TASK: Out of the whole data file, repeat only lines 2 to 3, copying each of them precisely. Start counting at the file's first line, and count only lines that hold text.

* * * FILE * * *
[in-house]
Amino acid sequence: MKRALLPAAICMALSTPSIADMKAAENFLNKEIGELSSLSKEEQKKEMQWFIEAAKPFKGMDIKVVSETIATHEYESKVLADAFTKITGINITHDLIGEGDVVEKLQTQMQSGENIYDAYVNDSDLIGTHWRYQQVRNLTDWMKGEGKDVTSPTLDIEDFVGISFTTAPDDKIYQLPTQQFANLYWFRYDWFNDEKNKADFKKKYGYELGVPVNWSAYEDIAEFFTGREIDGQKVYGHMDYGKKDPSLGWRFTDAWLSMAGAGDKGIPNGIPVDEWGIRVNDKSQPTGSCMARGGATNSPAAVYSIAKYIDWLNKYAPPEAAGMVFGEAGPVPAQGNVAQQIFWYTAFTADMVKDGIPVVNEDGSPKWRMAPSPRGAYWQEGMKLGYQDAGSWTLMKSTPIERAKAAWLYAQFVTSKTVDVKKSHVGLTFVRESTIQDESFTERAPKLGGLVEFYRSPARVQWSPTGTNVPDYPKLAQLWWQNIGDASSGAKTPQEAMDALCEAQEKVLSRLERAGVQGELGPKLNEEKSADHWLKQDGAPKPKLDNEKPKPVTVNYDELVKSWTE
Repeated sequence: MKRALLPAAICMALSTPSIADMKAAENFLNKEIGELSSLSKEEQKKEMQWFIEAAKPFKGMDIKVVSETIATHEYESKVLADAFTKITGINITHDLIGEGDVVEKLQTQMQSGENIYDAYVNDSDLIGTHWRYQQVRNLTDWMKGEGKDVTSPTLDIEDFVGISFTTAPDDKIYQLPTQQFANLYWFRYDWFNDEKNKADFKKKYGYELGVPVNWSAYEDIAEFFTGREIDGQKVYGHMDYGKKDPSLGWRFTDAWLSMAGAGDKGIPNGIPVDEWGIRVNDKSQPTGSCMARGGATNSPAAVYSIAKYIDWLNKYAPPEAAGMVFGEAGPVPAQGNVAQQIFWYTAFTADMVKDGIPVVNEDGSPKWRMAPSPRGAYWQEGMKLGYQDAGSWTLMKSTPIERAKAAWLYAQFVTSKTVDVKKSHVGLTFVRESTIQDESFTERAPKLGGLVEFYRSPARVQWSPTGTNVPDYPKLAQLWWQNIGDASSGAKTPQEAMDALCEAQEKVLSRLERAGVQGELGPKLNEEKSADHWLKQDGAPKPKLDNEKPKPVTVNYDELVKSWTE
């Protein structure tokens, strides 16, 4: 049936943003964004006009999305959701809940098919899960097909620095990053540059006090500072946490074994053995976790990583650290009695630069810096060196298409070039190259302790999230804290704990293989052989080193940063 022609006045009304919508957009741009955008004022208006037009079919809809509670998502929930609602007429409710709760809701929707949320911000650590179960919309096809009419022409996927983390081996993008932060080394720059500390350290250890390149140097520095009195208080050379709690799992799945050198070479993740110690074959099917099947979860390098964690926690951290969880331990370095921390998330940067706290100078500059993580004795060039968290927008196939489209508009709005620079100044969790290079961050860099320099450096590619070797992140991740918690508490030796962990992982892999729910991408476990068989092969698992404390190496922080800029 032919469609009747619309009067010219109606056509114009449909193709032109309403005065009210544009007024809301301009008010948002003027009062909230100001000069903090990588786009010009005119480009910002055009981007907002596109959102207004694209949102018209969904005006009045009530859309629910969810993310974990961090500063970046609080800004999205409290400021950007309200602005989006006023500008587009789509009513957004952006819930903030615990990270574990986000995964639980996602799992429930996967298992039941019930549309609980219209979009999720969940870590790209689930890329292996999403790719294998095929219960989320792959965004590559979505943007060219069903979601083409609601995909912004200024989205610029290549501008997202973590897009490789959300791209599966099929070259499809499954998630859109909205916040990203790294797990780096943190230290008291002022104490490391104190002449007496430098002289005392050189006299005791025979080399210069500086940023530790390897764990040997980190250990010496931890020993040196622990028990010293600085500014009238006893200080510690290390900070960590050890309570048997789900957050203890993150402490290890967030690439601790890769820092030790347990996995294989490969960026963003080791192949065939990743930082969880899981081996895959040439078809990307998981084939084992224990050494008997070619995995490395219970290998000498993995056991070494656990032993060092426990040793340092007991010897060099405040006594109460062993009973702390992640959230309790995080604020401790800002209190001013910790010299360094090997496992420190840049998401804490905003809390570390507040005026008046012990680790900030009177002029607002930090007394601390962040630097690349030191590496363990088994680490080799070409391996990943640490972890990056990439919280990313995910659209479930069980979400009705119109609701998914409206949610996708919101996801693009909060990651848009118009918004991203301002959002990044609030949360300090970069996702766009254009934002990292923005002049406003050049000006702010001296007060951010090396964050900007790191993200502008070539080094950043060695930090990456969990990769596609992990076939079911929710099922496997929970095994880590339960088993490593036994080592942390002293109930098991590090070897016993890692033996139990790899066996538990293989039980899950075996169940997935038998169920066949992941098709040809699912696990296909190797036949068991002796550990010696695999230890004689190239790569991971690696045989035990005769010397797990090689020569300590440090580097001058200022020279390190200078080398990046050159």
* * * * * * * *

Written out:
Amino acid sequence: MKRALLPAAICMALSTPSIADMKAAENFLNKEIGELSSLSKEEQKKEMQWFIEAAKPFKGMDIKVVSETIATHEYESKVLADAFTKITGINITHDLIGEGDVVEKLQTQMQSGENIYDAYVNDSDLIGTHWRYQQVRNLTDWMKGEGKDVTSPTLDIEDFVGISFTTAPDDKIYQLPTQQFANLYWFRYDWFNDEKNKADFKKKYGYELGVPVNWSAYEDIAEFFTGREIDGQKVYGHMDYGKKDPSLGWRFTDAWLSMAGAGDKGIPNGIPVDEWGIRVNDKSQPTGSCMARGGATNSPAAVYSIAKYIDWLNKYAPPEAAGMVFGEAGPVPAQGNVAQQIFWYTAFTADMVKDGIPVVNEDGSPKWRMAPSPRGAYWQEGMKLGYQDAGSWTLMKSTPIERAKAAWLYAQFVTSKTVDVKKSHVGLTFVRESTIQDESFTERAPKLGGLVEFYRSPARVQWSPTGTNVPDYPKLAQLWWQNIGDASSGAKTPQEAMDALCEAQEKVLSRLERAGVQGELGPKLNEEKSADHWLKQDGAPKPKLDNEKPKPVTVNYDELVKSWTE
Repeated sequence: MKRALLPAAICMALSTPSIADMKAAENFLNKEIGELSSLSKEEQKKEMQWFIEAAKPFKGMDIKVVSETIATHEYESKVLADAFTKITGINITHDLIGEGDVVEKLQTQMQSGENIYDAYVNDSDLIGTHWRYQQVRNLTDWMKGEGKDVTSPTLDIEDFVGISFTTAPDDKIYQLPTQQFANLYWFRYDWFNDEKNKADFKKKYGYELGVPVNWSAYEDIAEFFTGREIDGQKVYGHMDYGKKDPSLGWRFTDAWLSMAGAGDKGIPNGIPVDEWGIRVNDKSQPTGSCMARGGATNSPAAVYSIAKYIDWLNKYAPPEAAGMVFGEAGPVPAQGNVAQQIFWYTAFTADMVKDGIPVVNEDGSPKWRMAPSPRGAYWQEGMKLGYQDAGSWTLMKSTPIERAKAAWLYAQFVTSKTVDVKKSHVGLTFVRESTIQDESFTERAPKLGGLVEFYRSPARVQWSPTGTNVPDYPKLAQLWWQNIGDASSGAKTPQEAMDALCEAQEKVLSRLERAGVQGELGPKLNEEKSADHWLKQDGAPKPKLDNEKPKPVTVNYDELVKSWTE